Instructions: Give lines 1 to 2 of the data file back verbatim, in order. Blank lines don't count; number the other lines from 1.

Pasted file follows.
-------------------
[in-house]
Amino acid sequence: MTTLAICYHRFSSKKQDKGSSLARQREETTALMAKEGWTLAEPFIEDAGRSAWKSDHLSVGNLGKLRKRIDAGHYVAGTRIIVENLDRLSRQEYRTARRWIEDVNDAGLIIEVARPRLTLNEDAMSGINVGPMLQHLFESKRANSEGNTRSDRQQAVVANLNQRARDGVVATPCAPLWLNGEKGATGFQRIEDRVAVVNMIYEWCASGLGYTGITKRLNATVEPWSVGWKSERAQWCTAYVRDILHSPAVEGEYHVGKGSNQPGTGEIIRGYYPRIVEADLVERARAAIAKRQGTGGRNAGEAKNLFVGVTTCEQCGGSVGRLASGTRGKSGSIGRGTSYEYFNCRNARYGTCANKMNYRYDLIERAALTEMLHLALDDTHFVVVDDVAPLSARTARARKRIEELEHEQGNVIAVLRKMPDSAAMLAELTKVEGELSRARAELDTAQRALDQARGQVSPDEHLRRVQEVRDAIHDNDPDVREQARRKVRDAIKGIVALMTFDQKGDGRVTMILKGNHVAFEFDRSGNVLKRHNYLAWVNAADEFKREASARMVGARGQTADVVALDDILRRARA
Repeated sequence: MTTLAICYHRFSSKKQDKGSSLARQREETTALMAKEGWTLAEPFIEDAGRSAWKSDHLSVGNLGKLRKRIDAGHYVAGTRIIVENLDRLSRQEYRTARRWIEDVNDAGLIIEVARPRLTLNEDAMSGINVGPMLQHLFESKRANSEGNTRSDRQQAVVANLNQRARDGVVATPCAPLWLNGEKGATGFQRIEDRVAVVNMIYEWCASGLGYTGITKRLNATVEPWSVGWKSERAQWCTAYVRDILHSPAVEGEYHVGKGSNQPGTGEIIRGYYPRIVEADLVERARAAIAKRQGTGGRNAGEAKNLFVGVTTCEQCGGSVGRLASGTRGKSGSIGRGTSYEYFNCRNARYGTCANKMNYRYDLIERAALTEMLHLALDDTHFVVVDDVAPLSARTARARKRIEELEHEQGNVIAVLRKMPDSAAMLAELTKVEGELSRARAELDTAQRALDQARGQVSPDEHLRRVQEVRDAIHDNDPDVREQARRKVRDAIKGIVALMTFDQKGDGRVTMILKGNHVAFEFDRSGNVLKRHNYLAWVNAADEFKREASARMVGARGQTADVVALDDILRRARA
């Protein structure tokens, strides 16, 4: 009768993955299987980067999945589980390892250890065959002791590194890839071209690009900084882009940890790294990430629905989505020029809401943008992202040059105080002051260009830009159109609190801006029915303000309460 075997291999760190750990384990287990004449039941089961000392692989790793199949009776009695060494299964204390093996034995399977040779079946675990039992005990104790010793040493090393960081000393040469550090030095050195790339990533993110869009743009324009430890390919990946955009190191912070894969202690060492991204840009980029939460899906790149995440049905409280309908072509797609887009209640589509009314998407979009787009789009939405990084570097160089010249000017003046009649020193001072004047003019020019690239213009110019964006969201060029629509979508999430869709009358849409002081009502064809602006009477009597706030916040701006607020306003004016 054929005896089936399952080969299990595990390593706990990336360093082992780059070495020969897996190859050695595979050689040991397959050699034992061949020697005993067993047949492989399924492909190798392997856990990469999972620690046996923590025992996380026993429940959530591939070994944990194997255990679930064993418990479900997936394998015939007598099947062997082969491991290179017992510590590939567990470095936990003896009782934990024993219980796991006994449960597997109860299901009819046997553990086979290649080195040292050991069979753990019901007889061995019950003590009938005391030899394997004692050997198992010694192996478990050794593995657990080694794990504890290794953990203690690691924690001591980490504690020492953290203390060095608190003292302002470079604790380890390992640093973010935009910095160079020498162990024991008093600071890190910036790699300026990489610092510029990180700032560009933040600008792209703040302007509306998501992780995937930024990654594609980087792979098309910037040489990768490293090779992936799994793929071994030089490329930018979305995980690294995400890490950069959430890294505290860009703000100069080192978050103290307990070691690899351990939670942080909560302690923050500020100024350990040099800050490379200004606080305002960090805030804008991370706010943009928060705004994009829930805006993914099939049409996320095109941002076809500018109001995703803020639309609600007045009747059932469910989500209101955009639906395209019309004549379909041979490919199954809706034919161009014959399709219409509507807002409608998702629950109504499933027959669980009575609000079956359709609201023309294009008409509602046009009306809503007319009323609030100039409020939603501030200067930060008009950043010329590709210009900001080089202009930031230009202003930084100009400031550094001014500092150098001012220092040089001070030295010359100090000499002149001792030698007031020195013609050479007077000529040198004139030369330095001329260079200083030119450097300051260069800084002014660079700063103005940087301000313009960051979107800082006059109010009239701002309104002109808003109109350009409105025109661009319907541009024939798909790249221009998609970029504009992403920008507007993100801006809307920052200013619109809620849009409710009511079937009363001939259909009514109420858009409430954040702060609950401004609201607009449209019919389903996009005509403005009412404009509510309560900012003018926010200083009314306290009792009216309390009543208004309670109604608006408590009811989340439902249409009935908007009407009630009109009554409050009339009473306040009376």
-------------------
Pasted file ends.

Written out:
[in-house]
Amino acid sequence: MTTLAICYHRFSSKKQDKGSSLARQREETTALMAKEGWTLAEPFIEDAGRSAWKSDHLSVGNLGKLRKRIDAGHYVAGTRIIVENLDRLSRQEYRTARRWIEDVNDAGLIIEVARPRLTLNEDAMSGINVGPMLQHLFESKRANSEGNTRSDRQQAVVANLNQRARDGVVATPCAPLWLNGEKGATGFQRIEDRVAVVNMIYEWCASGLGYTGITKRLNATVEPWSVGWKSERAQWCTAYVRDILHSPAVEGEYHVGKGSNQPGTGEIIRGYYPRIVEADLVERARAAIAKRQGTGGRNAGEAKNLFVGVTTCEQCGGSVGRLASGTRGKSGSIGRGTSYEYFNCRNARYGTCANKMNYRYDLIERAALTEMLHLALDDTHFVVVDDVAPLSARTARARKRIEELEHEQGNVIAVLRKMPDSAAMLAELTKVEGELSRARAELDTAQRALDQARGQVSPDEHLRRVQEVRDAIHDNDPDVREQARRKVRDAIKGIVALMTFDQKGDGRVTMILKGNHVAFEFDRSGNVLKRHNYLAWVNAADEFKREASARMVGARGQTADVVALDDILRRARA